Physiology and ecology combine to determine host andvector importance for Ross River virus

  1. Morgan P Kain  Is a corresponding author
  2. Eloise B Skinner  Is a corresponding author
  3. Andrew F van den Hurk
  4. Hamish McCallum
  5. Erin A Mordecai
  1. Stanford University, United States
  2. Department of Health, Australia
  3. Griffith University, Australia

Abstract

Identifying the key vector and host species that drive the transmission of zoonotic pathogens is notoriously difficult but critical for disease control. We present a nested approach for quantifying the importance of host and vectors that integrates species' physiological competence with their ecological traits. We apply this framework to a medically important arbovirus, Ross River virus (RRV), in Brisbane, Australia. We find that vertebrate hosts with high physiological competence are not the most important for community transmission; interactions between hosts and vectors largely underpin the importance of host species. For vectors, physiological competence is highly important. Our results identify primary and secondary vectors of RRV and suggest two potential transmission cycles in Brisbane: an enzootic cycle involving birds and an urban cycle involving humans. The framework accounts for uncertainty from each fitted statistical model in estimates of species' contributions to transmission and has has direct application to other zoonotic pathogens.

Data availability

All data analyzed and all code generated during this study are included in the manuscript and supporting files.

Article and author information

Author details

  1. Morgan P Kain

    Biology, Stanford University, Stanford, United States
    For correspondence
    kainm@stanford.edu
    Competing interests
    The authors declare that no competing interests exist.
    ORCID icon "This ORCID iD identifies the author of this article:" 0000-0003-0605-7289
  2. Eloise B Skinner

    Biology, Stanford University, Stanford, United States
    For correspondence
    ebskinn@stanford.edu
    Competing interests
    The authors declare that no competing interests exist.
  3. Andrew F van den Hurk

    Public Health Virology, Forensic and Scientific Services, Department of Health, Brisbane, Australia
    Competing interests
    The authors declare that no competing interests exist.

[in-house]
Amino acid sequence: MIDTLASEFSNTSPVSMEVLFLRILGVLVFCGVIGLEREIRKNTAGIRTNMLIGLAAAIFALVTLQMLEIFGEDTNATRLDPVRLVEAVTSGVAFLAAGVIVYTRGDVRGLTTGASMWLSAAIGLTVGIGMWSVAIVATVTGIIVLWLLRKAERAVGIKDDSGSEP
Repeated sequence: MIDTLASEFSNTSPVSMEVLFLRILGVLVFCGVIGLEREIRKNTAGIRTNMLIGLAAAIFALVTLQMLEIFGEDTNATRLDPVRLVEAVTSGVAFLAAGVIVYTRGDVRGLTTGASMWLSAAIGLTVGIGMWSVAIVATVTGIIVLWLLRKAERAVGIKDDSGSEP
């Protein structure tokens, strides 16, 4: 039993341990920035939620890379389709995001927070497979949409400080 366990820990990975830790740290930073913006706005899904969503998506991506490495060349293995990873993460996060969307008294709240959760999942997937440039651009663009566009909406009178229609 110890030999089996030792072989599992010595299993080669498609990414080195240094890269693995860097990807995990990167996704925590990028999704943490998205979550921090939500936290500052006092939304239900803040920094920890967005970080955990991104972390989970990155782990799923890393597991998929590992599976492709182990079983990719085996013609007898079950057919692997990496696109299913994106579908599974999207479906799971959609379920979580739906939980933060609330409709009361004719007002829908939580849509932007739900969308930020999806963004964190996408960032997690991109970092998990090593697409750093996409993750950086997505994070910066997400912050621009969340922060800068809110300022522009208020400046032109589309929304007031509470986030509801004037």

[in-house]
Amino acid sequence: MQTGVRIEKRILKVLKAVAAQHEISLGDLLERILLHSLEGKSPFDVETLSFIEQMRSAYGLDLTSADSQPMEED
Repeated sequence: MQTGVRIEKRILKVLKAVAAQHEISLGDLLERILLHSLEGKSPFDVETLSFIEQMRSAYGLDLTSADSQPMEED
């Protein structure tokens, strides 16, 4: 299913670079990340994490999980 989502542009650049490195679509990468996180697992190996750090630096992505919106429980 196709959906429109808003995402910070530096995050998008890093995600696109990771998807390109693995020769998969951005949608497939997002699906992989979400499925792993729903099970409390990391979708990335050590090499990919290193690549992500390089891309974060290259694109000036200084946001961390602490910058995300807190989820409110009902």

4. Hamish McCallum

    School of Environment, Griffith University, Nathan, Australia
    Competing interests
    The authors declare that no competing interests exist.
  5. Erin A Mordecai

    Biology, Stanford University, Stanford, United States
    Competing interests
    The authors declare that no competing interests exist.

Funding

National Science Foundation (DEB-1518681)

  • Erin A Mordecai

Fogarty International Center (DEB-2011147)

  • Erin A Mordecai

National Institute of General Medical Sciences (R35GM133439)

  • Morgan P Kain
  • Eloise B Skinner
  • Erin A Mordecai

The funders had no role in study design, data collection and interpretation, or the decision to submit the work for publication.

Reviewing Editor

  1. Thomas S Churcher, Imperial College London, United Kingdom

Version history

  1. Preprint posted: January 28, 2021 (view preprint)
  2. Received: January 28, 2021
  3. Accepted: August 19, 2021
  4. Accepted Manuscript published: August 20, 2021 (version 1)
  5. Version of Record published: September 22, 2021 (version 2)

Copyright

© 2021, Kain et al.

This article is distributed under the terms of the Creative Commons Attribution License permitting unrestricted use and redistribution provided that the original author and source are credited.

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  1. Morgan P Kain
  2. Eloise B Skinner
  3. Andrew F van den Hurk
  4. Hamish McCallum
  5. Erin A Mordecai
(2021)
Physiology and ecology combine to determine host andvector importance for Ross River virus
eLife 10:e67018.
https://doi.org/10.7554/eLife.67018

Share this article

https://doi.org/10.7554/eLife.67018

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